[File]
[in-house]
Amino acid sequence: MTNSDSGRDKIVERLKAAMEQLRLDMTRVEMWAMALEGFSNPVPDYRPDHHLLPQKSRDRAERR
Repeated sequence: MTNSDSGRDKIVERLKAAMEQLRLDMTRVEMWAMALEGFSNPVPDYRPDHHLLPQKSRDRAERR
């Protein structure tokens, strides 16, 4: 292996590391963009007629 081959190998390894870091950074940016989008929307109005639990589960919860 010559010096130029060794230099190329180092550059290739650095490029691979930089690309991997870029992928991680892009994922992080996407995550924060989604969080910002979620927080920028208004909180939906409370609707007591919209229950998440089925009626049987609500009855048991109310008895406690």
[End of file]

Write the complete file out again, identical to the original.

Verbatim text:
[in-house]
Amino acid sequence: MTNSDSGRDKIVERLKAAMEQLRLDMTRVEMWAMALEGFSNPVPDYRPDHHLLPQKSRDRAERR
Repeated sequence: MTNSDSGRDKIVERLKAAMEQLRLDMTRVEMWAMALEGFSNPVPDYRPDHHLLPQKSRDRAERR
């Protein structure tokens, strides 16, 4: 292996590391963009007629 081959190998390894870091950074940016989008929307109005639990589960919860 010559010096130029060794230099190329180092550059290739650095490029691979930089690309991997870029992928991680892009994922992080996407995550924060989604969080910002979620927080920028208004909180939906409370609707007591919209229950998440089925009626049987609500009855048991109310008895406690």